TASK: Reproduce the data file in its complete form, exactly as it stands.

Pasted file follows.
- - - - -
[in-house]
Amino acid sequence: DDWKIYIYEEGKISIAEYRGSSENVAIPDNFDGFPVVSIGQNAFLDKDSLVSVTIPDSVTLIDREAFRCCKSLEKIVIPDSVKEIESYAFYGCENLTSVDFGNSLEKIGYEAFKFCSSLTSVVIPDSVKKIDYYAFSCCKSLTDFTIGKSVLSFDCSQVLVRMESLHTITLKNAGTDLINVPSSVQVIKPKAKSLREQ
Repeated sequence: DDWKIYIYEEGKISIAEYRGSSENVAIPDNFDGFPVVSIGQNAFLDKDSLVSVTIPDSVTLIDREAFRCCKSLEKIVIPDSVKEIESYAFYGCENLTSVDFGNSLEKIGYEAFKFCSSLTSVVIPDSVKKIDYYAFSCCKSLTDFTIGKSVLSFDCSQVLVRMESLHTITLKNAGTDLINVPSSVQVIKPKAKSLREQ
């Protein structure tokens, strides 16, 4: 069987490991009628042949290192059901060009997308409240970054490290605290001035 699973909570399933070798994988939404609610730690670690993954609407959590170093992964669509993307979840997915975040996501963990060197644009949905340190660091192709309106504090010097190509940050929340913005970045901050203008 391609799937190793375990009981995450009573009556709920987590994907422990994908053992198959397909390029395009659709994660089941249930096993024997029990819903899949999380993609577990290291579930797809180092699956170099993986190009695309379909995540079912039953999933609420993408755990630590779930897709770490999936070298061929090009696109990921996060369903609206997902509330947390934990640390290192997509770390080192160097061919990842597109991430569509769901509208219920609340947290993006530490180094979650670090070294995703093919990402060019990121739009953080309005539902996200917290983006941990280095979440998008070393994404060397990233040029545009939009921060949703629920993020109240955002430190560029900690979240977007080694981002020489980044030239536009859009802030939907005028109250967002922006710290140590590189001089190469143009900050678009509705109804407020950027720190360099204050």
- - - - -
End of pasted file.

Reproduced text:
[in-house]
Amino acid sequence: DDWKIYIYEEGKISIAEYRGSSENVAIPDNFDGFPVVSIGQNAFLDKDSLVSVTIPDSVTLIDREAFRCCKSLEKIVIPDSVKEIESYAFYGCENLTSVDFGNSLEKIGYEAFKFCSSLTSVVIPDSVKKIDYYAFSCCKSLTDFTIGKSVLSFDCSQVLVRMESLHTITLKNAGTDLINVPSSVQVIKPKAKSLREQ
Repeated sequence: DDWKIYIYEEGKISIAEYRGSSENVAIPDNFDGFPVVSIGQNAFLDKDSLVSVTIPDSVTLIDREAFRCCKSLEKIVIPDSVKEIESYAFYGCENLTSVDFGNSLEKIGYEAFKFCSSLTSVVIPDSVKKIDYYAFSCCKSLTDFTIGKSVLSFDCSQVLVRMESLHTITLKNAGTDLINVPSSVQVIKPKAKSLREQ
């Protein structure tokens, strides 16, 4: 069987490991009628042949290192059901060009997308409240970054490290605290001035 699973909570399933070798994988939404609610730690670690993954609407959590170093992964669509993307979840997915975040996501963990060197644009949905340190660091192709309106504090010097190509940050929340913005970045901050203008 391609799937190793375990009981995450009573009556709920987590994907422990994908053992198959397909390029395009659709994660089941249930096993024997029990819903899949999380993609577990290291579930797809180092699956170099993986190009695309379909995540079912039953999933609420993408755990630590779930897709770490999936070298061929090009696109990921996060369903609206997902509330947390934990640390290192997509770390080192160097061919990842597109991430569509769901509208219920609340947290993006530490180094979650670090070294995703093919990402060019990121739009953080309005539902996200917290983006941990280095979440998008070393994404060397990233040029545009939009921060949703629920993020109240955002430190560029900690979240977007080694981002020489980044030239536009859009802030939907005028109250967002922006710290140590590189001089190469143009900050678009509705109804407020950027720190360099204050």